This is a sponsored column by attorneys John Berry and Kimberly Berry of Berry & Berry, PLLC, an employment and labor law firm located in Northern Virginia that specializes in federal employee, security clearance, retirement and private sector employee matters.
By John V. Berry, Esq.
This article covers the availability of different forms of leave for Virginia private sector employees under Virginia law.
Vacation or Annual Leave
In the Commonwealth of Virginia, private sector employers are not required to provide employees with vacation or annual leave benefits, whether they are paid or unpaid. If an employer chooses to provide this type of leave to employees, however, it must comply with the terms of the employer’s established policy or employment contract.
A private sector employer must pay an employee for accrued annual/vacation leave upon separation from employment if its policy or contract provides for such payment. The courts in the Commonwealth of Virginia have not provided much guidance with respect to leave rights, so an employer is generally free to mostly develop their own annual leave/vacation leave policy.
This means that even if there is a vacation/annual leave policy, the employer could make it a “use or lose” policy or deny payment of annual leave if the employer’s policy is silent on the issue.
There is no requirement for employers to provide private sector employees with sick leave benefits, whether they are paid or unpaid under Virginia law. However, if an employer chooses to provide sick leave benefits to employees, it must comply with the terms of the employer’s established policies or applicable employment contract.
That said, an employer in Virginia is still subject to the Family and Medical Leave Act (FMLA) and other federal laws regarding sick leave that must be given to an employee. Generally, under FMLA, the federal law provides certain employees with up to 12 weeks of unpaid, job-protected leave per year.
In the Commonwealth of Virginia, the law does not require private-sector employers to give employees bereavement leave. Bereavement leave is taken by an employee usually due to the death of a close relative.
An employer may choose to provide bereavement leave and may be required to comply with any bereavement policy or practice it maintains. Generally, however, there is no entitlement to bereavement leave.
In terms of holiday leave, Virginia law also does not require private employers to provide this type of leave to employees. This applies to both paid and unpaid leave. In fact, Virginia employers can require an employee to work holidays.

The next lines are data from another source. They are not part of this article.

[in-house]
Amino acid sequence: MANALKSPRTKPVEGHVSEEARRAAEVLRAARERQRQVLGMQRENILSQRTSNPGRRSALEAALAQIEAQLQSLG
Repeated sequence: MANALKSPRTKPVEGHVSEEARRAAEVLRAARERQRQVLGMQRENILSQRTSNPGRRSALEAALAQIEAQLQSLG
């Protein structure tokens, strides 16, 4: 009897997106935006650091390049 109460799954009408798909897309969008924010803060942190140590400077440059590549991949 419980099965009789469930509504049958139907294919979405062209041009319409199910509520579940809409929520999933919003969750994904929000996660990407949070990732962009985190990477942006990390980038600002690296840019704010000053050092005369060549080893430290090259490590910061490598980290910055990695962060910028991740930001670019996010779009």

A private-sector employer does not have to pay an employee premium pay, such as 1½ times the regular pay rate, for working on holidays, unless such time worked qualifies the employee for overtime under the governing overtime laws (e.g., Fair Labor Standards Act). If an employer chooses to provide either paid/unpaid holiday leave, it must comply with the terms of their established policy or employment contract.
Jury Duty Leave
In Virginia, a private sector employer is not required to pay an employee for time spent on jury duty. However, there is a provision of the Virginia Code which makes it against the law for an
employer to discharge or take any other adverse action against an employee for jury duty service if the employee has given reasonable notice of their required service.
In addition, an employer cannot require an employee to take sick, annual or vacation leave when responding to a jury summons or service on the jury if reasonable notice to the employer has been given.
Similar to federal law, under the Uniformed Services Employment and Reemployment Rights Act (USERRA), Virginia has laws that protect the employment status of the men and women who serve in the armed forces.
Virginia law prohibits employers from discharging or otherwise discriminating against an employee because he or she is a member of the Virginia National Guard, Virginia State Defense Force or naval militia. The Virginia law covers all public and private employers, regardless of size. An employer that violates this provision can be guilty of a misdemeanor.
The Commonwealth of Virginia does not have a law that requires an employer to grant its employees leave, paid or unpaid, to vote. This should be changed, in the author’s opinion, but that is the case today. However, Virginia law does require an employer to provide an employee time off to serve as an election officer if the employee has given reasonable notice of the need for leave.
Such leave need not be paid by the employer. The leave does not need to be paid. A Virginia employer that fails to allow an employee to take time off to serve as an election officer can be guilty of a misdemeanor.
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